Robert Skidelsky and Edward Skidelsky Call for New Economic ThinkingJune 19th, 2012 by Kara in News
The quest of this Institute is to generate change in today’s dominant financial paradigm. The change will entail integration of ethics into finance theory.
The foundation of the current paradigm rests on the assumptions that economic agents are rationally self-interested and focused solely on the pursuit of maximum profit. These neo-classical economic assumptions help simplify the world for the purpose of econometric modeling.
Alas, over the last six decades, these economic assumptions metamorphosized into values. In other words, the assumptions became the ethic – we should be self-interested and we should pursue profit maximization. How often do we hear these values espoused by business, financiers, and politicians of certain persuasions? Let us not forget these values transmuted from mere assumptions.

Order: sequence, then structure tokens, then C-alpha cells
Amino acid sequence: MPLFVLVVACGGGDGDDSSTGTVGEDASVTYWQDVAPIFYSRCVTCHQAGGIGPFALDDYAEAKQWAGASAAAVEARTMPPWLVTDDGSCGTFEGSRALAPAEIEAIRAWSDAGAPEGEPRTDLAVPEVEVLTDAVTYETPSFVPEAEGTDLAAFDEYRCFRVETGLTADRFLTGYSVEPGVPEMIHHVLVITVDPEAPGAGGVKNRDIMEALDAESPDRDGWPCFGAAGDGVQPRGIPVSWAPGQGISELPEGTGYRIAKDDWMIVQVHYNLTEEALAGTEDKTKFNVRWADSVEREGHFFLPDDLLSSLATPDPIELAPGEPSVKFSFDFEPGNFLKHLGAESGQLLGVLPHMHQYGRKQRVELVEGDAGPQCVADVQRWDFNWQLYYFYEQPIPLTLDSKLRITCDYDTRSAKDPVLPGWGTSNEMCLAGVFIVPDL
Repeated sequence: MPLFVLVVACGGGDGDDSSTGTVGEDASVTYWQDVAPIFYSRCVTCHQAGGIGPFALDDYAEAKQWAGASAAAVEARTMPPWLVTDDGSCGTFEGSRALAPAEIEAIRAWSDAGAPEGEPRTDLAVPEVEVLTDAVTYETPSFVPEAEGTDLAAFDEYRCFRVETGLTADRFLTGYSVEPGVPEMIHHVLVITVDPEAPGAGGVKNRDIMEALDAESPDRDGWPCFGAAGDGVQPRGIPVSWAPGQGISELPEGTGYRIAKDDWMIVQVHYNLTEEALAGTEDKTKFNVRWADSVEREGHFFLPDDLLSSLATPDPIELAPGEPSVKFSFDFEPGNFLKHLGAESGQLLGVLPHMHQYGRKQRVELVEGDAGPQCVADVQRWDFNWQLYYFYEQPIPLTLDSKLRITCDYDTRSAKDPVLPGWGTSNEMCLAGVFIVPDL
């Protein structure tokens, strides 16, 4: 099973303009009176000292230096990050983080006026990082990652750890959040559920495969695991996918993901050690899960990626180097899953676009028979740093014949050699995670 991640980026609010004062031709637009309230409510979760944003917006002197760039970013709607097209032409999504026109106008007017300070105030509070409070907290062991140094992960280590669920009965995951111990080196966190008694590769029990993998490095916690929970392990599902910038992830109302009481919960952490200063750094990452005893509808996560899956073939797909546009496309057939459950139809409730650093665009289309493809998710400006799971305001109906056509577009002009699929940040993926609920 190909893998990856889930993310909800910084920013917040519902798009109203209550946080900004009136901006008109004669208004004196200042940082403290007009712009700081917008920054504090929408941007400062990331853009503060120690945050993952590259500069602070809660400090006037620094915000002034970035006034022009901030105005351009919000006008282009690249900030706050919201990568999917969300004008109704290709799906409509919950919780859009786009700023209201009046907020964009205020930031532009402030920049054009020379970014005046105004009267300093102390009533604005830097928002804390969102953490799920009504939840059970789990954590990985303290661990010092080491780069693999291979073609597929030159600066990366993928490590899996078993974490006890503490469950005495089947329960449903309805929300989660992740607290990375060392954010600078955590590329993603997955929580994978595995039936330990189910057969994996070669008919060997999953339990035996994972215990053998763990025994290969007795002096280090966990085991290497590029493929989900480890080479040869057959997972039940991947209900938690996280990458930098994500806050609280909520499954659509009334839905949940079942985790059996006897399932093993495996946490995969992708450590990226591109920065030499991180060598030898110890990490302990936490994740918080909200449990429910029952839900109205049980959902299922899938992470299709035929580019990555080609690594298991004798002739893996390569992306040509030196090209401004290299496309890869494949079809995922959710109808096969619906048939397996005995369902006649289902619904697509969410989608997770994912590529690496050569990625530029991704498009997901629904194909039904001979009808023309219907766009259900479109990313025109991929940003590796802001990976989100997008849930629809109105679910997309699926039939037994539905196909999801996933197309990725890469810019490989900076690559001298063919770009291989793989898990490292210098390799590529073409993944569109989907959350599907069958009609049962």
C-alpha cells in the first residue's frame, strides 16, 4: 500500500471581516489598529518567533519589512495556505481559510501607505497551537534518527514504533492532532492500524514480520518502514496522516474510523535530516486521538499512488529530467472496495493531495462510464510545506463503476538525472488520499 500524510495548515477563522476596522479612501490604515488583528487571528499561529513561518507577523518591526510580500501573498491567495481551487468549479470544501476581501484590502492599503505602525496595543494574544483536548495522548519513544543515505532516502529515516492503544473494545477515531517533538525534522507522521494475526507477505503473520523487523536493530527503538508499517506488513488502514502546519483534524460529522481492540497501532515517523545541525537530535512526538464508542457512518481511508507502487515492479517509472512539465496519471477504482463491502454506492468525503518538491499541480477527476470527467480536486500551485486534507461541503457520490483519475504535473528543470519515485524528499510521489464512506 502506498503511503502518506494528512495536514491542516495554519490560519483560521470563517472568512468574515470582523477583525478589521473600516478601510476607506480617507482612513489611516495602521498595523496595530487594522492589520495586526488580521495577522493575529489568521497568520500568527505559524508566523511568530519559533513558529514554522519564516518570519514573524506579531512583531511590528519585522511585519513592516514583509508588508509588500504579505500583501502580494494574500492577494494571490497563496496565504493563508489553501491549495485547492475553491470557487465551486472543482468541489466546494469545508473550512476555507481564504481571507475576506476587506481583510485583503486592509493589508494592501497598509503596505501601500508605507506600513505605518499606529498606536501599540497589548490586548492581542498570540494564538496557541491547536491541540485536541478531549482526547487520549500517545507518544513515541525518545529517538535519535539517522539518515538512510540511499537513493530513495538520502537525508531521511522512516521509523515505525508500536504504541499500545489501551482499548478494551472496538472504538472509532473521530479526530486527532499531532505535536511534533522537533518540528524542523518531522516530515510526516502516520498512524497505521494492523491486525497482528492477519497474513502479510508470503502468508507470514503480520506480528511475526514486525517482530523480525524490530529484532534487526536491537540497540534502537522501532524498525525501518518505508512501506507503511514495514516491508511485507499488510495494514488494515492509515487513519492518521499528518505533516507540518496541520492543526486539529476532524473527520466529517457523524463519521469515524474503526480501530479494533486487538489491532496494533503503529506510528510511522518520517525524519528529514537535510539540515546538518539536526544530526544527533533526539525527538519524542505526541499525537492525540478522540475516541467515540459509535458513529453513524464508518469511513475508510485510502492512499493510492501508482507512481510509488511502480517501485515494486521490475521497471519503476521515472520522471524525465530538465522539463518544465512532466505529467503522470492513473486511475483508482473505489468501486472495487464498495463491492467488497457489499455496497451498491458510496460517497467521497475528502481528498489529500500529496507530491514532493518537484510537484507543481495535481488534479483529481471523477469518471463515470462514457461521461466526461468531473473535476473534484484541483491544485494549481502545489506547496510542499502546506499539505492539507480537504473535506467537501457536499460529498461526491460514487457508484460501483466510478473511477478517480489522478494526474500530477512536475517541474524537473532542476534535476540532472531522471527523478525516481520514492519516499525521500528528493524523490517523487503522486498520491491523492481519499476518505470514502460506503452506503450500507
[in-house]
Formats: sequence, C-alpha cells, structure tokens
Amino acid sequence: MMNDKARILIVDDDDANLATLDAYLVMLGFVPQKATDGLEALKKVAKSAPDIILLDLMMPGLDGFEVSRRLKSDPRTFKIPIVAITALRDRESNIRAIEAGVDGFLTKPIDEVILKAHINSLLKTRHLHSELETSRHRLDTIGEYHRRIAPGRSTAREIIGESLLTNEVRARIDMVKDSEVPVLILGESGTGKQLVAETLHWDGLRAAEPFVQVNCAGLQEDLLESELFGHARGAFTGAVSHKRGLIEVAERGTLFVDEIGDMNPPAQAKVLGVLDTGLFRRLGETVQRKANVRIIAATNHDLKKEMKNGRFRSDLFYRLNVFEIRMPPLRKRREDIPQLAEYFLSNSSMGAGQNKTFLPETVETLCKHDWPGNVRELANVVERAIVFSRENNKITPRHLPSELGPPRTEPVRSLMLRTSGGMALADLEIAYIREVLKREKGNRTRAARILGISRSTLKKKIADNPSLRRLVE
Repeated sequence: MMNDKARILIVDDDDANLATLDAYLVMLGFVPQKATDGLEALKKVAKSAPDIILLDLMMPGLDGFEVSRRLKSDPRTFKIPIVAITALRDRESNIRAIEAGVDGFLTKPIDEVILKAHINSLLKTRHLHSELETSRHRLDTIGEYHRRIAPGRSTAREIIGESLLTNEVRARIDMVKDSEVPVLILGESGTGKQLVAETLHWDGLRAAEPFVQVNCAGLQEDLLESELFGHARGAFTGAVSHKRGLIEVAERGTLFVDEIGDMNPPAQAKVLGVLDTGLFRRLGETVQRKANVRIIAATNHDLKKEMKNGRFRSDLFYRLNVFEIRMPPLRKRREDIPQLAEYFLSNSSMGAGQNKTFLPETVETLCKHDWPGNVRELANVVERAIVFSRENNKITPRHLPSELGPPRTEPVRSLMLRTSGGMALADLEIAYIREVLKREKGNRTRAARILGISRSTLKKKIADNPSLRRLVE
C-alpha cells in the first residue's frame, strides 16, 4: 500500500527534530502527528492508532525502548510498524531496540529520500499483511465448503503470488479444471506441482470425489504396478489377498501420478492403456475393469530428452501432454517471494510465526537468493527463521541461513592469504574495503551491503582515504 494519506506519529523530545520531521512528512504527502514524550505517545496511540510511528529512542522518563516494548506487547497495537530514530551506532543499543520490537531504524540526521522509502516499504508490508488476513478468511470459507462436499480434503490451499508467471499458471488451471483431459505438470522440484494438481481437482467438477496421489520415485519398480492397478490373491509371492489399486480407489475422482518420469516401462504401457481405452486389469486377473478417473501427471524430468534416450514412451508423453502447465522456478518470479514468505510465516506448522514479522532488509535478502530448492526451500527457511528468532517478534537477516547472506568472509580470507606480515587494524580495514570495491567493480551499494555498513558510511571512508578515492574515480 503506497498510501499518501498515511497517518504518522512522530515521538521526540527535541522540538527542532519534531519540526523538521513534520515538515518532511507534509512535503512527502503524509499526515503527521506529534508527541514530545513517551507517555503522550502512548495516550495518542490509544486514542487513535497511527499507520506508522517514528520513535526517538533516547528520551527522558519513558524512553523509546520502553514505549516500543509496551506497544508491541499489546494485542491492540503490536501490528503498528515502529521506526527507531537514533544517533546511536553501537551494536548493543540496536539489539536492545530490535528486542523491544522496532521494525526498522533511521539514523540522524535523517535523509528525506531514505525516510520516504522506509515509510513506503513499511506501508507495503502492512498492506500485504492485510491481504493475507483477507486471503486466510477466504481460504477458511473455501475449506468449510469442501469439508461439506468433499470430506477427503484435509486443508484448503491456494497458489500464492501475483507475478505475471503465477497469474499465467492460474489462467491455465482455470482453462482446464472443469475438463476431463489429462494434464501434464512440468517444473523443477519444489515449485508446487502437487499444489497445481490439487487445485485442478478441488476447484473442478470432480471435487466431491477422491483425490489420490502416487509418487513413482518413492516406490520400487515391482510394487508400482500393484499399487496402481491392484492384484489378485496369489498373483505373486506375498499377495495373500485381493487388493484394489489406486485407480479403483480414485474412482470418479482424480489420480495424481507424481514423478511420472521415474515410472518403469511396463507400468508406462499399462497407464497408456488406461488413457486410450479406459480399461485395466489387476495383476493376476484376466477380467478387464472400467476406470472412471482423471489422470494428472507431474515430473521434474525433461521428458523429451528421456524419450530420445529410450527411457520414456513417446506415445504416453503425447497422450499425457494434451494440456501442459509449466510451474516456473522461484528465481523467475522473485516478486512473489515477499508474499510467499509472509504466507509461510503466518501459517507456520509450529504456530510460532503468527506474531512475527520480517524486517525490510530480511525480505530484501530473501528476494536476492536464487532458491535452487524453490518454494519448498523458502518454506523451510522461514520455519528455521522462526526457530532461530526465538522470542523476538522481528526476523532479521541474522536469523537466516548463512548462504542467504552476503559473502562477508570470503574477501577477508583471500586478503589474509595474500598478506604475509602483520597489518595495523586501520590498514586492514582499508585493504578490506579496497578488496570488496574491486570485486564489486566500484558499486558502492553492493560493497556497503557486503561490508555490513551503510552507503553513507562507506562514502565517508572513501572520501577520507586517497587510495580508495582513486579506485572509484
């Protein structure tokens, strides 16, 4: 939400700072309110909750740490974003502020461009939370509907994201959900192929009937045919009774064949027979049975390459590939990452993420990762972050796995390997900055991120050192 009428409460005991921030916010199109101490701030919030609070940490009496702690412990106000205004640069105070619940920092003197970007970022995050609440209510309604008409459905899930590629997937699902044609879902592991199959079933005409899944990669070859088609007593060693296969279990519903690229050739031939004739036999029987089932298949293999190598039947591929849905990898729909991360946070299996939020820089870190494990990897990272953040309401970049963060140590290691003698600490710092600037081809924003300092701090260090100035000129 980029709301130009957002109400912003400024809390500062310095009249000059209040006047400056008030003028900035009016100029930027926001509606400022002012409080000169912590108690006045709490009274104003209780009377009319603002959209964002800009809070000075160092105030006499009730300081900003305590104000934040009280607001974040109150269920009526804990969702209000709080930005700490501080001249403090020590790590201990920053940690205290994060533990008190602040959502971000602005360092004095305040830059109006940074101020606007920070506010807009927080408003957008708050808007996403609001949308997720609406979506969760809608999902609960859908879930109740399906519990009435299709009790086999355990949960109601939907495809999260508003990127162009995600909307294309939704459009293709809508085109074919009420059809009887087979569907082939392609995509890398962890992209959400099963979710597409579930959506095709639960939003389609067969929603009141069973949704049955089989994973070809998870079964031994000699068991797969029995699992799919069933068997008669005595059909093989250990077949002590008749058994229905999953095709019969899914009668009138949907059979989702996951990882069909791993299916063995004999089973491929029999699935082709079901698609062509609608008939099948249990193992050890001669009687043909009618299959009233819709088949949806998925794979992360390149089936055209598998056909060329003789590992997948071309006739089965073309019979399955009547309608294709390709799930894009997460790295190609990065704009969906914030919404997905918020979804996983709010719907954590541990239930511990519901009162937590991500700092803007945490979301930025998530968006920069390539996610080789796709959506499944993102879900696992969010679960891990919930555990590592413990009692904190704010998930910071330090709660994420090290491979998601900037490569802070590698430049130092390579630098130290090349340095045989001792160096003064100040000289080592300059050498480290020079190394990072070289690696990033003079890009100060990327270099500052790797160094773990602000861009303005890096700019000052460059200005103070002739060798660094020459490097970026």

The current paradigm of finance has served humanity well in that it has delivered material growth and prosperity. The paradigm has served humanity ill in that it has promoted an impoverished value system, designating people as “factors of production”. The two values of selfishness and maximizing profit ultimately lead to a commitment to thoughtless growth, for the sake of growth.
The call for a new economic paradigm is spreading as the Great Recession/Contraction rolls on. Robert Skidelsky and Edward Skidelsky write in their recent article, In Praise of Leisure, that the current economic system has two defects:
The first defect is moral. The banking crisis has shown yet again that the present system relies on motives of greed and acquisitiveness, which are morally repugnant…Second, the crisis [has shown that] our financial system is inherently unstable.
The Skidelskys recommend, as does this Institute, to bring together insights from economics and philosophy (moral and political). “Economics for the sake of its practical influence, philosophy for the sake of its ethical imagination. It’s time to revive the old idea of economics as a moral science, a science of human beings in communities, not of interacting robots.”
We must realize this vision of ourselves as robots and factors of production is relatively new, borne from twentieth century economics. Aristotle, Adam Smith, and John Maynard Keynes believed wealth to be a means to an end – the good life – and not an unsatisfiable end in itself.